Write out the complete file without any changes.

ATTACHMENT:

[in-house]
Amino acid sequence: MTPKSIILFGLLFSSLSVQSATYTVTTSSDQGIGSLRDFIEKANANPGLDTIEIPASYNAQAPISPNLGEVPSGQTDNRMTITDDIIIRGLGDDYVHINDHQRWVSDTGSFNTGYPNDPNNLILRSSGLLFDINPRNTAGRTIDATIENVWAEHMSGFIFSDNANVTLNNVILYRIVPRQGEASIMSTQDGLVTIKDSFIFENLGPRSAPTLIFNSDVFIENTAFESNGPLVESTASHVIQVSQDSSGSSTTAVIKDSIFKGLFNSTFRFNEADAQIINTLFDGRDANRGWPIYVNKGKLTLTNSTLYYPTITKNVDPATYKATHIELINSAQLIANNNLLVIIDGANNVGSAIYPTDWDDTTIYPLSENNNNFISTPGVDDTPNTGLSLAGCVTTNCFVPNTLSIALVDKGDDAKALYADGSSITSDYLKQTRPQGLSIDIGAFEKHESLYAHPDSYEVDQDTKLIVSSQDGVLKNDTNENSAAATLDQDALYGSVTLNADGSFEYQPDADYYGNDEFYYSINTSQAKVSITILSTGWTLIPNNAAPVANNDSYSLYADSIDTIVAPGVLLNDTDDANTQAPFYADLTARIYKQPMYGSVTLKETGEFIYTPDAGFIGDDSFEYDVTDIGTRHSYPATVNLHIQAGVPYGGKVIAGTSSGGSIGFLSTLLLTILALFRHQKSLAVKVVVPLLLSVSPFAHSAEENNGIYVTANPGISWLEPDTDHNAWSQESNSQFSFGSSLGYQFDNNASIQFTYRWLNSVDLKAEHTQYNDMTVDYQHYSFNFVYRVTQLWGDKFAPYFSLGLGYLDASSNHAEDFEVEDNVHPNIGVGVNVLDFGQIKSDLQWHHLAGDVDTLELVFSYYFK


[in-house]
Amino acid sequence: MTPKSIILFGLLFSSLSVQSATYTVTTSSDQGIGSLRDFIEKANANPGLDTIEIPASYNAQAPISPNLGEVPSGQTDNRMTITDDIIIRGLGDDYVHINDHQRWVSDTGSFNTGYPNDPNNLILRSSGLLFDINPRNTAGRTIDATIENVWAEHMSGFIFSDNANVTLNNVILYRIVPRQGEASIMSTQDGLVTIKDSFIFENLGPRSAPTLIFNSDVFIENTAFESNGPLVESTASHVIQVSQDSSGSSTTAVIKDSIFKGLFNSTFRFNEADAQIINTLFDGRDANRGWPIYVNKGKLTLTNSTLYYPTITKNVDPATYKATHIELINSAQLIANNNLLVIIDGANNVGSAIYPTDWDDTTIYPLSENNNNFISTPGVDDTPNTGLSLAGCVTTNCFVPNTLSIALVDKGDDAKALYADGSSITSDYLKQTRPQGLSIDIGAFEKHESLYAHPDSYEVDQDTKLIVSSQDGVLKNDTNENSAAATLDQDALYGSVTLNADGSFEYQPDADYYGNDEFYYSINTSQAKVSITILSTGWTLIPNNAAPVANNDSYSLYADSIDTIVAPGVLLNDTDDANTQAPFYADLTARIYKQPMYGSVTLKETGEFIYTPDAGFIGDDSFEYDVTDIGTRHSYPATVNLHIQAGVPYGGKVIAGTSSGGSIGFLSTLLLTILALFRHQKSLAVKVVVPLLLSVSPFAHSAEENNGIYVTANPGISWLEPDTDHNAWSQESNSQFSFGSSLGYQFDNNASIQFTYRWLNSVDLKAEHTQYNDMTVDYQHYSFNFVYRVTQLWGDKFAPYFSLGLGYLDASSNHAEDFEVEDNVHPNIGVGVNVLDFGQIKSDLQWHHLAGDVDTLELVFSYYFK